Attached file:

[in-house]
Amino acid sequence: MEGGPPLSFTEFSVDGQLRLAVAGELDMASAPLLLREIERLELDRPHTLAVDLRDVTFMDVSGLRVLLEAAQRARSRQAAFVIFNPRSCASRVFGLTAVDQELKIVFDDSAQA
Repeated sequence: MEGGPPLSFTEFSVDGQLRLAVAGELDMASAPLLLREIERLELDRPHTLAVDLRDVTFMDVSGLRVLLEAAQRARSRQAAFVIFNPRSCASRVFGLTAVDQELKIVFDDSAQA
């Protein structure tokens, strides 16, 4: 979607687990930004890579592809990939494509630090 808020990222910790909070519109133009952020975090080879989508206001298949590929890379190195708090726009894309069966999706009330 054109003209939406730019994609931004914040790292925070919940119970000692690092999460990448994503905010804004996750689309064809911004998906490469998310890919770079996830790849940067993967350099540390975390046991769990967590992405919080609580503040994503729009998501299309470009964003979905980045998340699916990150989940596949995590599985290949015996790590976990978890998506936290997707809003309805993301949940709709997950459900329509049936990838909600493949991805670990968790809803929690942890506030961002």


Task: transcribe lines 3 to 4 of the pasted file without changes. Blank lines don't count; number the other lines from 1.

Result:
Repeated sequence: MEGGPPLSFTEFSVDGQLRLAVAGELDMASAPLLLREIERLELDRPHTLAVDLRDVTFMDVSGLRVLLEAAQRARSRQAAFVIFNPRSCASRVFGLTAVDQELKIVFDDSAQA
């Protein structure tokens, strides 16, 4: 979607687990930004890579592809990939494509630090 808020990222910790909070519109133009952020975090080879989508206001298949590929890379190195708090726009894309069966999706009330 054109003209939406730019994609931004914040790292925070919940119970000692690092999460990448994503905010804004996750689309064809911004998906490469998310890919770079996830790849940067993967350099540390975390046991769990967590992405919080609580503040994503729009998501299309470009964003979905980045998340699916990150989940596949995590599985290949015996790590976990978890998506936290997707809003309805993301949940709709997950459900329509049936990838909600493949991805670990968790809803929690942890506030961002």